Memoirs of Life in South Africa

English 162: Literature and Place (A Queens College Study Abroad Course)

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Blog #4

January 12th, 2012 by Merzela · No Comments · Uncategorized

What’s tricky about autobiography? (Be sure to offer concrete examples.)

Autobiographies although usually taken as truth must be approached with an air of skepticism. The fact of the matter is that our memories are not always accurate and we do not remember everything that has ever happened in our lives; we in fact, have selective memory. For example, I have a vague memory of falling in front of my grandfather’s house and being cut by something that led to a huge scar on my leg when I was no older than 4 or 5 years old. I remember him coming out of the house, picking me up and putting me on a table in his house to clean my leg that was dripping with blood. This memory has always stuck with me but after telling it a couple of times someone pointed out to me that my story had changed over the years. This person was right. Sometimes, I said it was not my grandfather who picked me up but a family friend. Sometimes I said I blocked out from the sight of my bloody leg and other times I have said that I was awake for the whole thing and that I cried hysterically from the pain. As you can see, my memory of this incident is not always accurate and at this point I do not know which version of the story is in fact accurate.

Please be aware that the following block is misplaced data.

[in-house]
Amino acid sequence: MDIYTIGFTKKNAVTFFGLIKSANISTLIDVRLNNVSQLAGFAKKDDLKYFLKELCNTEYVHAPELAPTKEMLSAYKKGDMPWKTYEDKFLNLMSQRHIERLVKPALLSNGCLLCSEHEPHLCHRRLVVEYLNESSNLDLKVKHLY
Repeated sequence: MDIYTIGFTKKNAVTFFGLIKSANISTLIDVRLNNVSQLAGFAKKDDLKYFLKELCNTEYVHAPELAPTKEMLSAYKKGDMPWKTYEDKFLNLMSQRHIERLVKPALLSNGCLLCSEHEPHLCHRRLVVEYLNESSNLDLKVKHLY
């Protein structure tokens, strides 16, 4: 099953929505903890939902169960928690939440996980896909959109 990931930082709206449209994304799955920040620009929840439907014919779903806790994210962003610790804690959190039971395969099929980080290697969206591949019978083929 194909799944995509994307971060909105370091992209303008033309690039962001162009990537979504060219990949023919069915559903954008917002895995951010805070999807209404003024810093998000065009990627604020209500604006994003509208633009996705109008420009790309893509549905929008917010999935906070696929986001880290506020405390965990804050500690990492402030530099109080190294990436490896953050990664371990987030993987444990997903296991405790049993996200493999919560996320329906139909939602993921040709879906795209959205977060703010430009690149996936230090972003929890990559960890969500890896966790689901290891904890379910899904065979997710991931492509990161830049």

With autobiographies, this is also a problem. The person behind the narrative may remember an incident but their memory of the incident is likely to become foggy especially if the incident happened years before they actually write the autobiography. Moreover autobiographies usually have an objective and depending on the objective, certain memories or included or excluded. In other words, autobiographies are one sided and are coming from the perspective of one person. Since autobiographies most often include people other then the author, this one sided view becomes problematic. The reader then, does not get the story of the writer’s life but instead his/her fragmented pieces of memories that he/she believes to be relevant to his/her life. Autobiographies are inherently biased. What’s a reader to do? Read and question everything!

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